As discussed in our previous blog, on the back of the Royal Commission into Misconduct in the Banking, Superannuation and Financial Services Industry (‘Royal Commission’) ASIC has made it clear that it will be using the full range of enforcement tools available to them to ensure compliance with Corporations Act obligations and to restore the communities faith in the standards that businesses should uphold.
The Royal Commission, along with the ASIC Enforcement Review Taskforce established in October 2016, found that the penalties previously available under the Corporations legislation was unlikely to act as a large enough deterrent for corporate misconduct. Their findings led to the implementation of the Treasury Laws Amendment (Strengthening Corporate and Financial Sector Penalties) Act 2019.
The introduction of this act results in increased penalties, applicable to conduct from 13 March 2019, under certain provisions of the Corporations Act 2001, ASIC Act 2001, National Consumer Credit Protection Act 2009 and the Insurance Contracts Act 1984. The increased penalties, when coupled with ASIC’s default position of ‘Why not litigate?’ will see corporate misconduct in the spotlight more now than ever.
Out with the old, in with the new (financial penalties)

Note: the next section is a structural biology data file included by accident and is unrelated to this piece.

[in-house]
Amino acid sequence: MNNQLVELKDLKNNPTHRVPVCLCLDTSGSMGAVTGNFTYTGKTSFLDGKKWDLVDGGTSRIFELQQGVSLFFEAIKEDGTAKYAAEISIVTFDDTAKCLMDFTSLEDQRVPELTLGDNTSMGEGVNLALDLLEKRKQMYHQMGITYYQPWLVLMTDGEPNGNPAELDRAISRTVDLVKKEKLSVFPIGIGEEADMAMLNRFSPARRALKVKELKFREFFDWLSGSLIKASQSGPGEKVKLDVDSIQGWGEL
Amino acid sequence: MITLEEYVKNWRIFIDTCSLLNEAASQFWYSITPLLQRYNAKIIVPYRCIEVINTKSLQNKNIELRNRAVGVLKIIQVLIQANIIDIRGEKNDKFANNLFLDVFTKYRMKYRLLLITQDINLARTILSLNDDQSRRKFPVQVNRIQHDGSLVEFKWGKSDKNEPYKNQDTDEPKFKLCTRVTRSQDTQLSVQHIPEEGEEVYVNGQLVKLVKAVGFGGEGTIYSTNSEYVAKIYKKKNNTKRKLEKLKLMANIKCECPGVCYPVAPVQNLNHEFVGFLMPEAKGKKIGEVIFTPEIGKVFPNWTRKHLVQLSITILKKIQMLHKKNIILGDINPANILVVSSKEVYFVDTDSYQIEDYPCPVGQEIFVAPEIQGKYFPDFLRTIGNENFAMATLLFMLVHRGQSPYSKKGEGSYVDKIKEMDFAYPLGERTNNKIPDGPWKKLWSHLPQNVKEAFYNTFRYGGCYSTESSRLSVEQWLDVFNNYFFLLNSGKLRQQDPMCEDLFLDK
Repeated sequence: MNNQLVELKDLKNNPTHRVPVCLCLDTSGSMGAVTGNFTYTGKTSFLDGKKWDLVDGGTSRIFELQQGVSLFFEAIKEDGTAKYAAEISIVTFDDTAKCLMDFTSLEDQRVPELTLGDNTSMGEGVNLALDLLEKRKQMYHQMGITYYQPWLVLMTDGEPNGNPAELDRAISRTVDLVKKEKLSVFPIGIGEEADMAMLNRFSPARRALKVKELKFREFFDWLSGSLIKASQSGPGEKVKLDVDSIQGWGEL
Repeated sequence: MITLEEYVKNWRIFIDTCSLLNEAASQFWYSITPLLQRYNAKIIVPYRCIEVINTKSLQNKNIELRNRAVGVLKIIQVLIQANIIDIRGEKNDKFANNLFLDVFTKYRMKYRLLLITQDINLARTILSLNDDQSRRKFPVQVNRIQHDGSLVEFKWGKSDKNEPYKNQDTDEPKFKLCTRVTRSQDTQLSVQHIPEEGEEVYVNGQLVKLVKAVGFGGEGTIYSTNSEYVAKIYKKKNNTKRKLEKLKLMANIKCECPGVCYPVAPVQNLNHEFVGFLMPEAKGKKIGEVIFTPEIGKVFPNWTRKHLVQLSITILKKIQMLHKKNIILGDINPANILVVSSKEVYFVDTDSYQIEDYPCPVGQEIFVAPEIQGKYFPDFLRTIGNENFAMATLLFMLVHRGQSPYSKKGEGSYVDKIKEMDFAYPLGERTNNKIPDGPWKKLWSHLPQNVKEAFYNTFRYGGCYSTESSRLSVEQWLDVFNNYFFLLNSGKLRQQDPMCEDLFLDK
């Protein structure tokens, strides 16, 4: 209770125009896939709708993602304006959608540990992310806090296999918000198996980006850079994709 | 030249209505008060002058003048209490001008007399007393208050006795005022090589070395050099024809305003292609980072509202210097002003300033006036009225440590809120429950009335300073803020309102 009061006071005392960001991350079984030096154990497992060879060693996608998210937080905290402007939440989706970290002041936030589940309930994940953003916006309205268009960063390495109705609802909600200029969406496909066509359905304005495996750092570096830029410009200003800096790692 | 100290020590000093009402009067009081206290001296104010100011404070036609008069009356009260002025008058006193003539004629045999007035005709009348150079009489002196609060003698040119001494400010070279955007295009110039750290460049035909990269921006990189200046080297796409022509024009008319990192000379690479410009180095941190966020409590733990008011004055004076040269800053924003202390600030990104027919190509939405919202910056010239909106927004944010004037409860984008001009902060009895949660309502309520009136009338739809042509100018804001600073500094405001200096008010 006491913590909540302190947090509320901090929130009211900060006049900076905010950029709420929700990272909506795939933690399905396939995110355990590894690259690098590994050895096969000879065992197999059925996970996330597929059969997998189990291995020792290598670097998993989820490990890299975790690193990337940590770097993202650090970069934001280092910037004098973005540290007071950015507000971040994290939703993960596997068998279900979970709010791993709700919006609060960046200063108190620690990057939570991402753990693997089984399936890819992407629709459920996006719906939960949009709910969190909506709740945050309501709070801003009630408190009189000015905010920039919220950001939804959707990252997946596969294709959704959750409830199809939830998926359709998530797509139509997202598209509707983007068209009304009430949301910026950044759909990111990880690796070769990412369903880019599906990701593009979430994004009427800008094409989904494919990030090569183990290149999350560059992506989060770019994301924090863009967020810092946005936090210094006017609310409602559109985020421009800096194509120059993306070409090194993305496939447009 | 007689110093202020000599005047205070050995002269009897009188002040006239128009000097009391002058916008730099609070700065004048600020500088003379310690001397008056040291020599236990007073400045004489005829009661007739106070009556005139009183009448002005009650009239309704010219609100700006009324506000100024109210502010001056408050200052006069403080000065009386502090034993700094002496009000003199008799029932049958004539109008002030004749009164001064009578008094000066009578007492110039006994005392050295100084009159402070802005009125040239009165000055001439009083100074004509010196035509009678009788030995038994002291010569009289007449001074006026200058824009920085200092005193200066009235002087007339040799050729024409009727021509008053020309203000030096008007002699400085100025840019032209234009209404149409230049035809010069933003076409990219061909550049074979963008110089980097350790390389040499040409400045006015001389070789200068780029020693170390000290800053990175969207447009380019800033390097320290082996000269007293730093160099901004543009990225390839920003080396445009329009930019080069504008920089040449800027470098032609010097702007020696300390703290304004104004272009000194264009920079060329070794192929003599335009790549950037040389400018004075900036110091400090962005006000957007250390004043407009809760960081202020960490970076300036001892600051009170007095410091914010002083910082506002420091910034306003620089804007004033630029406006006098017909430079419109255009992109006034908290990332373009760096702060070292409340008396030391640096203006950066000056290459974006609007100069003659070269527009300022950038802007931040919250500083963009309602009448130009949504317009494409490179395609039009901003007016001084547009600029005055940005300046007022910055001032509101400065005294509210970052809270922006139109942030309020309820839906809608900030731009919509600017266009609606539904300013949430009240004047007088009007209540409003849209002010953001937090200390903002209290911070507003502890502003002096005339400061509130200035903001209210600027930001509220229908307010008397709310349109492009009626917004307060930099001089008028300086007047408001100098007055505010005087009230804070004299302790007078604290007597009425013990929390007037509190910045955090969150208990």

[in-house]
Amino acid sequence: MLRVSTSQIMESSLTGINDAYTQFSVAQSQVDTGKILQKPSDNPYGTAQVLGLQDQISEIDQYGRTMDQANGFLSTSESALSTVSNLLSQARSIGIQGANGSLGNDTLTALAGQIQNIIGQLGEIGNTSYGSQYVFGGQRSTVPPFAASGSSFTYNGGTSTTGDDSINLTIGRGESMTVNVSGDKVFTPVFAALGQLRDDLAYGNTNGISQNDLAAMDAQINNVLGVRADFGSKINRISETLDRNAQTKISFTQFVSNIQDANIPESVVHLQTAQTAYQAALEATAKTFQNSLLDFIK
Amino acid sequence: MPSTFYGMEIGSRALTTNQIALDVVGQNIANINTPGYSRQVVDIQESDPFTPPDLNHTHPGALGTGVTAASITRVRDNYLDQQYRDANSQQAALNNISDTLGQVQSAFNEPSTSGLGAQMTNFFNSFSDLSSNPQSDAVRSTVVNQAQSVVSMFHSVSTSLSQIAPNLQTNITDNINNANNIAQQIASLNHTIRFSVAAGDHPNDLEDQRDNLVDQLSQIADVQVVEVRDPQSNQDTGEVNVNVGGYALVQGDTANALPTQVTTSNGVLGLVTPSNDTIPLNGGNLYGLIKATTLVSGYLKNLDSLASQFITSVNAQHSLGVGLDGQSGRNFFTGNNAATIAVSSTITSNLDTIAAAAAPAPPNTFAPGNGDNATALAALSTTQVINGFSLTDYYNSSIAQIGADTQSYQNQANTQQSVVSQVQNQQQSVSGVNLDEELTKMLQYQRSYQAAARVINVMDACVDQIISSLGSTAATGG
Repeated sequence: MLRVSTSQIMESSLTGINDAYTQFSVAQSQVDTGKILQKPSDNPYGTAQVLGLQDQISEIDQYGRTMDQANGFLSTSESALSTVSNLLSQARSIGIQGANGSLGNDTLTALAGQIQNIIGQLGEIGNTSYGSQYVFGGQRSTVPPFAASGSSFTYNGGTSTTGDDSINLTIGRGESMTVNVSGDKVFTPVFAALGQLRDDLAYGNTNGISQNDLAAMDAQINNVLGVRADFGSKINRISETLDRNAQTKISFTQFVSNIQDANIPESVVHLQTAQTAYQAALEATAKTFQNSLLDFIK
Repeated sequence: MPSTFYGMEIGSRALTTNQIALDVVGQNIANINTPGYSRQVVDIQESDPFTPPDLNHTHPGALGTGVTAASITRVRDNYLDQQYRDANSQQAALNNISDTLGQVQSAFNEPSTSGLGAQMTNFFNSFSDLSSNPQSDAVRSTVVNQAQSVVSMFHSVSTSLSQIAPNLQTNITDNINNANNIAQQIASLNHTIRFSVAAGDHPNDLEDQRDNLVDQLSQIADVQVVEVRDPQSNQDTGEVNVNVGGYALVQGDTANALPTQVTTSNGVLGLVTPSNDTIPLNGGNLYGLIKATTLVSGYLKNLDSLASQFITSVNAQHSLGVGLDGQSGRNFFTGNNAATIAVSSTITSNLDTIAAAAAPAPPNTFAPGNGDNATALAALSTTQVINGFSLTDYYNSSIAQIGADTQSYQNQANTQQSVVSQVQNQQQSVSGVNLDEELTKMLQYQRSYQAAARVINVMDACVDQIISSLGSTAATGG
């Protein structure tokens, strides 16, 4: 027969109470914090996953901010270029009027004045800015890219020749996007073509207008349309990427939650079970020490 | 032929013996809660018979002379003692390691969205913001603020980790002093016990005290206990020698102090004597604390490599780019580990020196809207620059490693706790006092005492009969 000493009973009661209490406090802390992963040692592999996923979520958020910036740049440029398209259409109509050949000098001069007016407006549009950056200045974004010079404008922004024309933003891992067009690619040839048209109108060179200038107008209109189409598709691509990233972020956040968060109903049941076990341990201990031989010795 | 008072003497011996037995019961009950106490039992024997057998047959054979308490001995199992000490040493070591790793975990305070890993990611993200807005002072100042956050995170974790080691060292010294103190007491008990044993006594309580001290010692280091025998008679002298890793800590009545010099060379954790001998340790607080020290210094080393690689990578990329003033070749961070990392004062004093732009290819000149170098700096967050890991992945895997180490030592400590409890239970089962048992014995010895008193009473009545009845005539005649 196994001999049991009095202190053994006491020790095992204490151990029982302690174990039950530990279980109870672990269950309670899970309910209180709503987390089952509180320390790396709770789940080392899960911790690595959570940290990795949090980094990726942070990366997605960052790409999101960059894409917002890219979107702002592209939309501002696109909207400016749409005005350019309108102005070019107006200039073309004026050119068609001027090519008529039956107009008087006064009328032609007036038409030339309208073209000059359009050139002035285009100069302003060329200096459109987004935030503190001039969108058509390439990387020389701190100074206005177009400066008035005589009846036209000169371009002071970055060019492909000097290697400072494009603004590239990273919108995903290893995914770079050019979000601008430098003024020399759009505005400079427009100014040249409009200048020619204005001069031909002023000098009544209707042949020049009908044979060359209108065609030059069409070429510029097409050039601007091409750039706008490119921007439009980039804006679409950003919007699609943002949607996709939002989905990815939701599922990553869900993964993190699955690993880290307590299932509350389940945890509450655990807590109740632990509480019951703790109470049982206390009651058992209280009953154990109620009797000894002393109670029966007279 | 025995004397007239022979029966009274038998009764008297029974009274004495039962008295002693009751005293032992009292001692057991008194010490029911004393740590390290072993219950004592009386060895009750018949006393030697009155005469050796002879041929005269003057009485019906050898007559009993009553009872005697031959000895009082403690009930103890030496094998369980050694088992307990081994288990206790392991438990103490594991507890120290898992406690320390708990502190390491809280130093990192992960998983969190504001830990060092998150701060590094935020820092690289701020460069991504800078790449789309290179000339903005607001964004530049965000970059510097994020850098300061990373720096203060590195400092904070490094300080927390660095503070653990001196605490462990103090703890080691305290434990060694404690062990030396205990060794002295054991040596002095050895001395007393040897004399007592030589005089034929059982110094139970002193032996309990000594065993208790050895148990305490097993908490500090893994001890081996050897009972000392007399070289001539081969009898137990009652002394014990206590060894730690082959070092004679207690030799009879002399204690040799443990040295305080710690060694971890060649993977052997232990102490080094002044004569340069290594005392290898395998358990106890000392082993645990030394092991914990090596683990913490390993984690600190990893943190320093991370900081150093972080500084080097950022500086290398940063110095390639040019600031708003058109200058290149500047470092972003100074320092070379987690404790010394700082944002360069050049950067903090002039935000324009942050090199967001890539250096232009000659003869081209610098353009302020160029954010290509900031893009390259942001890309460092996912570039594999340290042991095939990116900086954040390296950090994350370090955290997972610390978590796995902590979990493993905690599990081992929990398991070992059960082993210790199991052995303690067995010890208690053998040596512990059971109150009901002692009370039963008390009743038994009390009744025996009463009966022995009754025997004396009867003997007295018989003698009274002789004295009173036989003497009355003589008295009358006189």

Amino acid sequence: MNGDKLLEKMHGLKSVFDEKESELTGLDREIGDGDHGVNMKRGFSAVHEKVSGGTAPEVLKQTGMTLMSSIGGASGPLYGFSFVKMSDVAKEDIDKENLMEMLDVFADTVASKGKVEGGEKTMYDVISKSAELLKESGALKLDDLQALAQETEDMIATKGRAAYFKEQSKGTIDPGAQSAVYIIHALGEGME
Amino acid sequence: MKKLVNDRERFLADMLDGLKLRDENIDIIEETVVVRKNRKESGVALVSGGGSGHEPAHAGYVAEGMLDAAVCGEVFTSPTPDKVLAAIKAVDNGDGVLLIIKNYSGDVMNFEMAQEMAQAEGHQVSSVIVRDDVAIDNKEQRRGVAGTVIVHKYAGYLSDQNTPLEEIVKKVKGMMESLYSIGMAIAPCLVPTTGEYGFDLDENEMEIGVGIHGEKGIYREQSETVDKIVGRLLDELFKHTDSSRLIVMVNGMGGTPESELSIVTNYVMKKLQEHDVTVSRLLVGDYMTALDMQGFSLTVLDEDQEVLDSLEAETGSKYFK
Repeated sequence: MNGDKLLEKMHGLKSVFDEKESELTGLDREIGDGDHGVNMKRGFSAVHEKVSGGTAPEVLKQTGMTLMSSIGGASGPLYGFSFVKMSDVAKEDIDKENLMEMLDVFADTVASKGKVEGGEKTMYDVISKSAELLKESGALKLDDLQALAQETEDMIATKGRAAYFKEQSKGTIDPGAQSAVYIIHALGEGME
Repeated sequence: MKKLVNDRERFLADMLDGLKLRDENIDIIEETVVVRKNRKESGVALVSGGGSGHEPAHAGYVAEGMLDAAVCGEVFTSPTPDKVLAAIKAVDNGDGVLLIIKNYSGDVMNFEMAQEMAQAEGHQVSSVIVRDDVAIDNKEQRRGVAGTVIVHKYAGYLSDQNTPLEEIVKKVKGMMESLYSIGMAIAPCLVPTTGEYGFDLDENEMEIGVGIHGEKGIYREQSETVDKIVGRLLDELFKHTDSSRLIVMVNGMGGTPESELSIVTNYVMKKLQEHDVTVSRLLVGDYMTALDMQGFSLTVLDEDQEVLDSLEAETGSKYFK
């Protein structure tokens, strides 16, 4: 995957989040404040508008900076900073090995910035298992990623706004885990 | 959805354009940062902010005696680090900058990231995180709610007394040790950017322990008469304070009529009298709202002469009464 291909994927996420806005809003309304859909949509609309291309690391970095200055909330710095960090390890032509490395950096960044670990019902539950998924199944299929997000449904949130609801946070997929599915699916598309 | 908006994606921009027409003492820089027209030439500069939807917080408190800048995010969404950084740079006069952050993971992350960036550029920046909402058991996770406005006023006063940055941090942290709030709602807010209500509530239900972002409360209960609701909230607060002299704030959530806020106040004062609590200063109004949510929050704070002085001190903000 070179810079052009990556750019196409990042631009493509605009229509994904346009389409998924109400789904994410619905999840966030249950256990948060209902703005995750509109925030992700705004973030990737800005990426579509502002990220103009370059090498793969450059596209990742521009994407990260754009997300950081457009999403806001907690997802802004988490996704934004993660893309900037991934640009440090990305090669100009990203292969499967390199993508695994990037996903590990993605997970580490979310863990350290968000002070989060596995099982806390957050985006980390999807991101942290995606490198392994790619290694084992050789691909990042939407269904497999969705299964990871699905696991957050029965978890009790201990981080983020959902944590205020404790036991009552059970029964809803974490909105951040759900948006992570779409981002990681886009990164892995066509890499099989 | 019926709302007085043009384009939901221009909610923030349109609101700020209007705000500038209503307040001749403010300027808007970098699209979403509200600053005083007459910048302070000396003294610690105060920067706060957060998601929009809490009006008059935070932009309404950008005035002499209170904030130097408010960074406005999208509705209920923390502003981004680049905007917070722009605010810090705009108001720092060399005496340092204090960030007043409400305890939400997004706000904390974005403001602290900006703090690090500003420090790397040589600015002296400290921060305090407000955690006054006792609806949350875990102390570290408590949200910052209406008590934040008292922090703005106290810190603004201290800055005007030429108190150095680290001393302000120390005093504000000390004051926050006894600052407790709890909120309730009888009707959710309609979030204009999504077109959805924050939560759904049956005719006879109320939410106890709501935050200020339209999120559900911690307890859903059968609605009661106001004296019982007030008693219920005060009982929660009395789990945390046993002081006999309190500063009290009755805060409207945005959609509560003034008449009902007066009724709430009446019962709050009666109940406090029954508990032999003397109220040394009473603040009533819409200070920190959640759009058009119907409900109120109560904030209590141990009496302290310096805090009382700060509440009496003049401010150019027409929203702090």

The penalties for offences under these acts were deemed to be insufficient and outdated. The new maximum penalties are:
- for individuals, the greater of $1.05M or 3 times the benefit derived from the conduct or loss avoided and
- for corporations, the greater of $10.5M or 3 times the benefit derived from the conduct of loss avoided, or 10% of the company’s annual turnover capped at $525M.
Criminal Penalties have also increased
The new maximum criminal penalty for an individual who is found to be in breach of their directors’ duties under s 184 of the Corporations Act is 15 years imprisonment and/or 4,500 penalty units (which currently equates to $945,000), in addition to a relinquishment order.
There is also increased penalties for those who fail to assist ASIC, including for failing to report relevant breaches, giving false information and obstruction. These breaches now carry a penalty of up to 5 years imprisonment (the previous maximum was two years).
As we have previously reported the increased penalties are focussed on providing a sufficient deterrent to potential infringers as well as enforcing a standard of behaviour that the community would expect of the corporate sector. No longer will fiscal penalties be seen as ‘just another business cost’; as ASIC’s penalties bear heavier on an infringer’s bottom line.
ASIC’s new penalties will force businesses to reconsider how they deal with their compliance and risk management. If you suspect you may be non-compliant with any areas of the Corporations Act, aren’t sure what your obligations are or are subject of a ‘please explain’ or enforcement action by ASIC, please contact us.